Remote work is popular, but ‘moments that matter’ happen onsite, say top executives

Virtual and hybrid work models are becoming the standard for many companies. However, “people want to come back into our offices for the moments that matter,” Mala Singh, chief people officer at Electronic Arts, said.

During Fortune’s Most Powerful Women panel discussions on September 30, executives in the tech and automotive industries discussed what the future of work will look like and the implications for workplace culture. At the onset of the pandemic, “we did shift the entire company, all 14,000 workers, to working from home all over the world,” Singh said. “We saw an incredible ability for people to deliver their milestones as expected,” she explained. 

But over time, that began to erode and burnout increased, Singh said. Although gaming is a high-tech industry, employees benefit from in-person creative collaboration, she noted. “We’ll probably have 15% of our workforce that are truly remote, not connected to an office, not expected to come into an office,” Singh said. “This is higher than we’ve had in the past; it was about 2% before. But the vast majority of workers are going to be in some type of hybrid mode.”

In comparison, at an autonomous vehicle company, most employees are needed to work onsite. “Cars do not build themselves; it requires a lot of people to do that,” Erika Linford, chief people officer at Zoox, said during the panel. “Almost immediately after we went into shelter in place, we realized that to keep the company moving forward, we had to figure out how to get an essential group of people back but in a very safe way. Right now, I’d say we’re about 50% back.” The company has “guidelines around distancing, masks, COVID-19 testing, and daily health checks,” Linford said. “And people, I think, have really recognized that it’s all one team, right? So, nobody wants to be the person who gets somebody else sick.”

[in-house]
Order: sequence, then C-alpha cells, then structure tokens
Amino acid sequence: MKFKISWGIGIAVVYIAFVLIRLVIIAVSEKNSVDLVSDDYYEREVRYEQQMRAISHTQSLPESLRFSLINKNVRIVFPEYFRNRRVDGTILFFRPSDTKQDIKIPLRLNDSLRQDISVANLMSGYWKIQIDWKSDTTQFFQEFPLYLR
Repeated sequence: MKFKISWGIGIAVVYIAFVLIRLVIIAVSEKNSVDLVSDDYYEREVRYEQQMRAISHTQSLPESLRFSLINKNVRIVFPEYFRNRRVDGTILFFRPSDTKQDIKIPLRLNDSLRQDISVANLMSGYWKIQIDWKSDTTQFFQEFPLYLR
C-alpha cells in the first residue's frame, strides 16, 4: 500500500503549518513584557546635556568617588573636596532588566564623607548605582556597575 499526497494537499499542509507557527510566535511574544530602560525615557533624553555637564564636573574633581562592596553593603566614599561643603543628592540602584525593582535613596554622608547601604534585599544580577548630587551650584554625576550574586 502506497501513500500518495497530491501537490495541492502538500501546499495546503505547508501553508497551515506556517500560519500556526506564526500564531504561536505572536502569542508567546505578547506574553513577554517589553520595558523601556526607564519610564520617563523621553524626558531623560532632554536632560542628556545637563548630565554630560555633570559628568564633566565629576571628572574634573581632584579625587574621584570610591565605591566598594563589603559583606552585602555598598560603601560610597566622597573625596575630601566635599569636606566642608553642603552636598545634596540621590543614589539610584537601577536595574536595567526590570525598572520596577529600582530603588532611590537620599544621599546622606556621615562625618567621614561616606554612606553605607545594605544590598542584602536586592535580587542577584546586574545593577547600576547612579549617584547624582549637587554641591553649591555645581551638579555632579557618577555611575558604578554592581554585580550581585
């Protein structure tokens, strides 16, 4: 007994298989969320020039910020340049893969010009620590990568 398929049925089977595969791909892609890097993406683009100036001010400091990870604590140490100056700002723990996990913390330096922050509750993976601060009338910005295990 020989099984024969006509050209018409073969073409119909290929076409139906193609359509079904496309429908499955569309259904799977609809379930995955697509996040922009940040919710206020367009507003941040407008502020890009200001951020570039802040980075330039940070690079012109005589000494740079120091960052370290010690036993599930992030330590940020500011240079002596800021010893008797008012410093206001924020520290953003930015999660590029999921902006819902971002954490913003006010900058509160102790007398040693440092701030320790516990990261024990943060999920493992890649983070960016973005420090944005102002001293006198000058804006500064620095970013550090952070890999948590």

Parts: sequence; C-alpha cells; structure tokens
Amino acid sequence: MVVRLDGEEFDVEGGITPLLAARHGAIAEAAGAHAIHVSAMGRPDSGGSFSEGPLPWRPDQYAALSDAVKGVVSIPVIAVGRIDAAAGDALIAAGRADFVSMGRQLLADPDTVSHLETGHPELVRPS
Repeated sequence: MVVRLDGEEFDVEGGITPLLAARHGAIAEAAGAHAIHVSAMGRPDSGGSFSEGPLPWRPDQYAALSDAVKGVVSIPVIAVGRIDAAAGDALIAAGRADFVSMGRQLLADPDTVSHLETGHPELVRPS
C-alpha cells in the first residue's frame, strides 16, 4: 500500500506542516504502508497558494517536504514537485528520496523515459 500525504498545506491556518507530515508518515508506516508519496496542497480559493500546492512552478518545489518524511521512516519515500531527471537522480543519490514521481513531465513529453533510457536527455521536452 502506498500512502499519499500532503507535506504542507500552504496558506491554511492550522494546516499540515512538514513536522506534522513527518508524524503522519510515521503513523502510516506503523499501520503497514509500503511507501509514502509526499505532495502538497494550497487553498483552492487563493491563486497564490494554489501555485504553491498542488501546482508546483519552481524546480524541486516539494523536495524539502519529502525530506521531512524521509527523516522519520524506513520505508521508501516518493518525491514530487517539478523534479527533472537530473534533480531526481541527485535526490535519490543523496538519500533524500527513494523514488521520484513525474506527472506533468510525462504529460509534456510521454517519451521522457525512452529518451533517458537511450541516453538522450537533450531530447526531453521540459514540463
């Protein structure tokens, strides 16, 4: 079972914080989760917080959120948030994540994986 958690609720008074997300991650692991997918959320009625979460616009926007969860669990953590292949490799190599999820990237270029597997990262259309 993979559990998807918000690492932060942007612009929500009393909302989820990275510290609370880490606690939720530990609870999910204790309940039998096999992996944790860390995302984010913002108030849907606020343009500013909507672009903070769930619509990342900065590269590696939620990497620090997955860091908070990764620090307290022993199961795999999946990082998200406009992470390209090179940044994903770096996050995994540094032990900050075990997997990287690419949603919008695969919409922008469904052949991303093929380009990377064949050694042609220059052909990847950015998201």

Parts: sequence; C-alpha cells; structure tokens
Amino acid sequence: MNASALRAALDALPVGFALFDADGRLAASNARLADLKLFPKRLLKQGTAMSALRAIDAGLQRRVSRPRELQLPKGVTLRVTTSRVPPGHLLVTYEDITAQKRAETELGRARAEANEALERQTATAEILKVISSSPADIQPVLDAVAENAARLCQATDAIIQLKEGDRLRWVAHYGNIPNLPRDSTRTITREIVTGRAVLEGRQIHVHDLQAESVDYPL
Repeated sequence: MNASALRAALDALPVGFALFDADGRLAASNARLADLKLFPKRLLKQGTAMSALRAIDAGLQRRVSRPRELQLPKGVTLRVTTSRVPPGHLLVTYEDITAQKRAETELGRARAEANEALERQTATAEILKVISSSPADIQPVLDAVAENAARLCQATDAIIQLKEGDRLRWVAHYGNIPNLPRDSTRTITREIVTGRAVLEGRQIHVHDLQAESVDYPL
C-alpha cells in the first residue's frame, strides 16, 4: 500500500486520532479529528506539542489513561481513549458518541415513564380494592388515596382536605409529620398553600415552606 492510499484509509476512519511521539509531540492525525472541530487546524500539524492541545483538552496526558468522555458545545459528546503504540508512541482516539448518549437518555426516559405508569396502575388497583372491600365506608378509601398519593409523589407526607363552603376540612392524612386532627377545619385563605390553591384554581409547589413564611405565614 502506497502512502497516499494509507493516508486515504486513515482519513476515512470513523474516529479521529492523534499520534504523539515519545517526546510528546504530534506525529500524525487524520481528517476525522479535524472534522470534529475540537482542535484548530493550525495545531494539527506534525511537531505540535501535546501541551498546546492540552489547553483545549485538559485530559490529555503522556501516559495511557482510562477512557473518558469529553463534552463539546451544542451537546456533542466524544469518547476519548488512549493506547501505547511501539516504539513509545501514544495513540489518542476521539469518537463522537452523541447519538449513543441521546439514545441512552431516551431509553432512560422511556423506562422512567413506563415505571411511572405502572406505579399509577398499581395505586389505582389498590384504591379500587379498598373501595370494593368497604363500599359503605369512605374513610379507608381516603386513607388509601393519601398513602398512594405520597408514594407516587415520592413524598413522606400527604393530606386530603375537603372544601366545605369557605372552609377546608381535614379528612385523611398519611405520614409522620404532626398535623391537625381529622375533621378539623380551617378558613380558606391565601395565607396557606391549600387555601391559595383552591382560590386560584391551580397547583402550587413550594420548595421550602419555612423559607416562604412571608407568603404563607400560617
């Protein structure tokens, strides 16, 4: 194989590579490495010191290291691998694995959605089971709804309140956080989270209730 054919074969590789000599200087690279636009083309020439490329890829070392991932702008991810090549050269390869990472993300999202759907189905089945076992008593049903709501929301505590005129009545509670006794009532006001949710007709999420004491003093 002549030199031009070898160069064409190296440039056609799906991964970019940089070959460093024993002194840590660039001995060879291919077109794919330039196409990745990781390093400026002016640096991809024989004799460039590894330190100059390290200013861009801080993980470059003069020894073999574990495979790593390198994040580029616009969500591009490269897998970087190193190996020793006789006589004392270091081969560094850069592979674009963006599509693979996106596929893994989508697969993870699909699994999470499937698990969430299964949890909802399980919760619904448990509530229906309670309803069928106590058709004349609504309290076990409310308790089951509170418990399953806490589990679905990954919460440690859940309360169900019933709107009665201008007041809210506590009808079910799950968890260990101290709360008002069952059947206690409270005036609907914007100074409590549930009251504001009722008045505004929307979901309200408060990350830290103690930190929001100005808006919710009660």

Lisa Edwards, president and COO at Diligent, a board software company, began her role in October 2020, remotely. “It’s really strange starting a new job in a pandemic,” Edwards said. She has primarily met with her team via phone and video calls. “But I do think that the benefit is: I’ve also probably had more one on ones than I would have ever had pre-pandemic,” Edwards explains. “We have 1,800 people, and I feel like I’ve talked one-on-one to probably 1,000 of them.” 

The onsite meetings Edwards did have reinforced that being in the office with colleagues can support culture. “First of all, I’m 5’1 and half the company thought I was 5’9,” she said. On video calls “my square is the same size as everyone else’s square,” Edwards said. When it comes to hybrid or remote work, the company has been flexible, she said. “There is no one size fits all in the [return] to work,” and leading with empathy is important, Edwards noted. 

“I think that the future of work is flexible,” Lynne Oldham, chief people officer at Zoom, said. “And that’s going to lead us all to look at hybrid as the way to go. I think that’s going to require tools that help us be collaborative, productive, and equal.” The company will soon release a tool called Smart Gallery, which is “all about camera setup,” she said. “It’s going to create the same look feel for a meeting that we have now, even if you three are sitting in a conference room, and I’m sitting alone in my own space,” Oldham said to the other panelists. It will use A.I. to create a gallery-view of in-room participants. A Whiteboard feature, similar to the purpose of a traditional whiteboard, is on the horizon as well. “It’ll just feel different as we move from meetings for the sake of meetings, to meetings to work together,” Oldham said. 

And when it comes to the future of work, supporting a company culture of inclusion is key, the panelists agreed. That includes ways to support “working moms who’ve had it hard” when it comes to childcare issues during the pandemic, Edwards noted. Retaining high-performing women is top mind for the execs. “We educated managers and helped them understand that the hard-fought wins of bringing more women into our organization, particularly at senior levels, could be lost if we’re not careful and proactive,” Singh said. 

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